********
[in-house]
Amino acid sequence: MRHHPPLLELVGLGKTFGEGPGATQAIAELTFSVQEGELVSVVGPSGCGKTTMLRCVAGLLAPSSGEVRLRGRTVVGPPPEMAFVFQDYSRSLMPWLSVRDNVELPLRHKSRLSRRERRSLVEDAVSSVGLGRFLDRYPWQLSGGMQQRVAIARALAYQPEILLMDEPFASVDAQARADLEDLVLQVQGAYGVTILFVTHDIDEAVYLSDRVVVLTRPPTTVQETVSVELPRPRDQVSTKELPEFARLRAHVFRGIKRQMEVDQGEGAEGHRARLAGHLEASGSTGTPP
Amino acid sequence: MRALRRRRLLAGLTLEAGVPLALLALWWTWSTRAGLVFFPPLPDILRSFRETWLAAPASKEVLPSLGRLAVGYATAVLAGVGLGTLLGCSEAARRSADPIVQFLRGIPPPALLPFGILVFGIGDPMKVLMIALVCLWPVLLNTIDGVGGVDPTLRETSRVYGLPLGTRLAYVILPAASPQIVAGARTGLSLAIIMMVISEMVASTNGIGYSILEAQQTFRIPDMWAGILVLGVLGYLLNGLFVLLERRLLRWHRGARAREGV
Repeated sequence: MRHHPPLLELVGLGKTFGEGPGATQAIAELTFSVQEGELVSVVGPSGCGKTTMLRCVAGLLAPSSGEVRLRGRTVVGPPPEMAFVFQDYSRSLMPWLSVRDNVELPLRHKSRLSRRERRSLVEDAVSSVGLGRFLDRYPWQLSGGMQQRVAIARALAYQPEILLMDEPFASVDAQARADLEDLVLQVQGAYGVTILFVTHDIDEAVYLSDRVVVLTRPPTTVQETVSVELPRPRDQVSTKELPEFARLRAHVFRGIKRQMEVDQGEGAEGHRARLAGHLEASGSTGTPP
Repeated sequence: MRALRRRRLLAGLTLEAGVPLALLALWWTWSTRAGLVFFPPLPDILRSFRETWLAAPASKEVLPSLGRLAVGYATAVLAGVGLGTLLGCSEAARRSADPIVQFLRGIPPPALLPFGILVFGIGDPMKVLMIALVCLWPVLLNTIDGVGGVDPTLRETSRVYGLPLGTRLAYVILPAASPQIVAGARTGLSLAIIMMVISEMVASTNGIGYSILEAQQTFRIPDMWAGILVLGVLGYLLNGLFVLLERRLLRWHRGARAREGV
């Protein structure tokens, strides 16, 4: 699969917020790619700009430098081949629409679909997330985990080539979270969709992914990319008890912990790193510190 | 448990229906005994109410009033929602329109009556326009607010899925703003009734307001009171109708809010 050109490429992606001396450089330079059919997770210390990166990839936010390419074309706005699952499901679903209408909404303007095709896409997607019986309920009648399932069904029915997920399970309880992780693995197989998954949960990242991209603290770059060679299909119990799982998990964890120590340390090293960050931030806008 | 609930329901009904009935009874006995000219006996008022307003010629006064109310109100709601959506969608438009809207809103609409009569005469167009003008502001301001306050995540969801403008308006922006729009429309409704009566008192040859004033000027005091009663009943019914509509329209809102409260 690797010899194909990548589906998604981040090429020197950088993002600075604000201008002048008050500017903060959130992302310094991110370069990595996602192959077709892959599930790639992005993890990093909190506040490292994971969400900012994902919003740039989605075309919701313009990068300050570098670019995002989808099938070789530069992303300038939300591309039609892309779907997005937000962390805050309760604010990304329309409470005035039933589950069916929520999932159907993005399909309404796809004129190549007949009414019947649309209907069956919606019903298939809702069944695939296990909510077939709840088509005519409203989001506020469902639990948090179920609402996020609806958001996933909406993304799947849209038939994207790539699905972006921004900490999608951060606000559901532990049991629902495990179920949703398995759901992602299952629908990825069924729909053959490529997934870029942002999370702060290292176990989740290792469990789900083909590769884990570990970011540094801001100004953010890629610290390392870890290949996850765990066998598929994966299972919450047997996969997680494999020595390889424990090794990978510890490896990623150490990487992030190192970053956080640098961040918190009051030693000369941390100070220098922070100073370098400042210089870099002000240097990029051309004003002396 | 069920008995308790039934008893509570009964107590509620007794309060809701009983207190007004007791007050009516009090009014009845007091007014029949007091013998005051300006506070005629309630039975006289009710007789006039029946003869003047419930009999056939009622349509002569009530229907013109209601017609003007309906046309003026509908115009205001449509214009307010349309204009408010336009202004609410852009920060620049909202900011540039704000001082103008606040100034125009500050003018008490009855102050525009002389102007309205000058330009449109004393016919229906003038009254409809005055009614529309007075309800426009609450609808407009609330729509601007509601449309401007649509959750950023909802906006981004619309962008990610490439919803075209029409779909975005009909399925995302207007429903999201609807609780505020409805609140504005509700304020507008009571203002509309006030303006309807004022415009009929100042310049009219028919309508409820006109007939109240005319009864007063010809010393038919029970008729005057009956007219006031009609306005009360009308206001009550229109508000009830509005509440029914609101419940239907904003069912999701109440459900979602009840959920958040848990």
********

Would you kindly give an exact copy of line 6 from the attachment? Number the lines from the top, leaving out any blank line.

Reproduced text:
């Protein structure tokens, strides 16, 4: 699969917020790619700009430098081949629409679909997330985990080539979270969709992914990319008890912990790193510190 | 448990229906005994109410009033929602329109009556326009607010899925703003009734307001009171109708809010 050109490429992606001396450089330079059919997770210390990166990839936010390419074309706005699952499901679903209408909404303007095709896409997607019986309920009648399932069904029915997920399970309880992780693995197989998954949960990242991209603290770059060679299909119990799982998990964890120590340390090293960050931030806008 | 609930329901009904009935009874006995000219006996008022307003010629006064109310109100709601959506969608438009809207809103609409009569005469167009003008502001301001306050995540969801403008308006922006729009429309409704009566008192040859004033000027005091009663009943019914509509329209809102409260 690797010899194909990548589906998604981040090429020197950088993002600075604000201008002048008050500017903060959130992302310094991110370069990595996602192959077709892959599930790639992005993890990093909190506040490292994971969400900012994902919003740039989605075309919701313009990068300050570098670019995002989808099938070789530069992303300038939300591309039609892309779907997005937000962390805050309760604010990304329309409470005035039933589950069916929520999932159907993005399909309404796809004129190549007949009414019947649309209907069956919606019903298939809702069944695939296990909510077939709840088509005519409203989001506020469902639990948090179920609402996020609806958001996933909406993304799947849209038939994207790539699905972006921004900490999608951060606000559901532990049991629902495990179920949703398995759901992602299952629908990825069924729909053959490529997934870029942002999370702060290292176990989740290792469990789900083909590769884990570990970011540094801001100004953010890629610290390392870890290949996850765990066998598929994966299972919450047997996969997680494999020595390889424990090794990978510890490896990623150490990487992030190192970053956080640098961040918190009051030693000369941390100070220098922070100073370098400042210089870099002000240097990029051309004003002396 | 069920008995308790039934008893509570009964107590509620007794309060809701009983207190007004007791007050009516009090009014009845007091007014029949007091013998005051300006506070005629309630039975006289009710007789006039029946003869003047419930009999056939009622349509002569009530229907013109209601017609003007309906046309003026509908115009205001449509214009307010349309204009408010336009202004609410852009920060620049909202900011540039704000001082103008606040100034125009500050003018008490009855102050525009002389102007309205000058330009449109004393016919229906003038009254409809005055009614529309007075309800426009609450609808407009609330729509601007509601449309401007649509959750950023909802906006981004619309962008990610490439919803075209029409779909975005009909399925995302207007429903999201609807609780505020409805609140504005509700304020507008009571203002509309006030303006309807004022415009009929100042310049009219028919309508409820006109007939109240005319009864007063010809010393038919029970008729005057009956007219006031009609306005009360009308206001009550229109508000009830509005509440029914609101419940239907904003069912999701109440459900979602009840959920958040848990």